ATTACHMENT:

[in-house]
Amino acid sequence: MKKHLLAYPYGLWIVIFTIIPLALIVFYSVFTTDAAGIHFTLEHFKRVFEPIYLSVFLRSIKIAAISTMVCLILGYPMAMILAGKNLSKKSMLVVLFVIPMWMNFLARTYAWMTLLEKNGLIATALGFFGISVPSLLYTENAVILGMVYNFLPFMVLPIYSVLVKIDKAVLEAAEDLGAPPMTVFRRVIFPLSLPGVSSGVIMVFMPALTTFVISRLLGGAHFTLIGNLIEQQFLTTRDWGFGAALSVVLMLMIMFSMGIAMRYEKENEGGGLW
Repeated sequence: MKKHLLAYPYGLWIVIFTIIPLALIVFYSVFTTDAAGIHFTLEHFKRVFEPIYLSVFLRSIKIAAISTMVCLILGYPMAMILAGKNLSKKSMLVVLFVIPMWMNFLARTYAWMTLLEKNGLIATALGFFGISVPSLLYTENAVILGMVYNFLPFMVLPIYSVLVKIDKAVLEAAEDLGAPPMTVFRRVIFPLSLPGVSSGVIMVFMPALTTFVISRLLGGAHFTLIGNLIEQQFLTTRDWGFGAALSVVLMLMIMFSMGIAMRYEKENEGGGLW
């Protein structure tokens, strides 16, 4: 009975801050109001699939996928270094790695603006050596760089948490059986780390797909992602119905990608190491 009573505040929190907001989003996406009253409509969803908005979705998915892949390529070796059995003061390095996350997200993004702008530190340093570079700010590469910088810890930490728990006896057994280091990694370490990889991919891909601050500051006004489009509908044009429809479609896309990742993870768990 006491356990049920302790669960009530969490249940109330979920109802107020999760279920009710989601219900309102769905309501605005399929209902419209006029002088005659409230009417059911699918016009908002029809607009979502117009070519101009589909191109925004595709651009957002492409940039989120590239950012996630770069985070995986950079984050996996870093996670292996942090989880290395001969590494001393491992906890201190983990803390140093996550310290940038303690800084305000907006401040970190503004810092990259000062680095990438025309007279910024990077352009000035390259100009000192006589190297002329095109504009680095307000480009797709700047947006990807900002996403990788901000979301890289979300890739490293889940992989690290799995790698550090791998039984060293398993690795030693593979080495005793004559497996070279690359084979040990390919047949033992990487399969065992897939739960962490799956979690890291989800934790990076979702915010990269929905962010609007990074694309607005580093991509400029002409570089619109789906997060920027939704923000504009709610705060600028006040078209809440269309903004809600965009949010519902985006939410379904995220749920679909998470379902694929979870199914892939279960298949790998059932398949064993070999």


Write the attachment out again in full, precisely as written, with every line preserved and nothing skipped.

[in-house]
Amino acid sequence: MKKHLLAYPYGLWIVIFTIIPLALIVFYSVFTTDAAGIHFTLEHFKRVFEPIYLSVFLRSIKIAAISTMVCLILGYPMAMILAGKNLSKKSMLVVLFVIPMWMNFLARTYAWMTLLEKNGLIATALGFFGISVPSLLYTENAVILGMVYNFLPFMVLPIYSVLVKIDKAVLEAAEDLGAPPMTVFRRVIFPLSLPGVSSGVIMVFMPALTTFVISRLLGGAHFTLIGNLIEQQFLTTRDWGFGAALSVVLMLMIMFSMGIAMRYEKENEGGGLW
Repeated sequence: MKKHLLAYPYGLWIVIFTIIPLALIVFYSVFTTDAAGIHFTLEHFKRVFEPIYLSVFLRSIKIAAISTMVCLILGYPMAMILAGKNLSKKSMLVVLFVIPMWMNFLARTYAWMTLLEKNGLIATALGFFGISVPSLLYTENAVILGMVYNFLPFMVLPIYSVLVKIDKAVLEAAEDLGAPPMTVFRRVIFPLSLPGVSSGVIMVFMPALTTFVISRLLGGAHFTLIGNLIEQQFLTTRDWGFGAALSVVLMLMIMFSMGIAMRYEKENEGGGLW
């Protein structure tokens, strides 16, 4: 009975801050109001699939996928270094790695603006050596760089948490059986780390797909992602119905990608190491 009573505040929190907001989003996406009253409509969803908005979705998915892949390529070796059995003061390095996350997200993004702008530190340093570079700010590469910088810890930490728990006896057994280091990694370490990889991919891909601050500051006004489009509908044009429809479609896309990742993870768990 006491356990049920302790669960009530969490249940109330979920109802107020999760279920009710989601219900309102769905309501605005399929209902419209006029002088005659409230009417059911699918016009908002029809607009979502117009070519101009589909191109925004595709651009957002492409940039989120590239950012996630770069985070995986950079984050996996870093996670292996942090989880290395001969590494001393491992906890201190983990803390140093996550310290940038303690800084305000907006401040970190503004810092990259000062680095990438025309007279910024990077352009000035390259100009000192006589190297002329095109504009680095307000480009797709700047947006990807900002996403990788901000979301890289979300890739490293889940992989690290799995790698550090791998039984060293398993690795030693593979080495005793004559497996070279690359084979040990390919047949033992990487399969065992897939739960962490799956979690890291989800934790990076979702915010990269929905962010609007990074694309607005580093991509400029002409570089619109789906997060920027939704923000504009709610705060600028006040078209809440269309903004809600965009949010519902985006939410379904995220749920679909998470379902694929979870199914892939279960298949790998059932398949064993070999």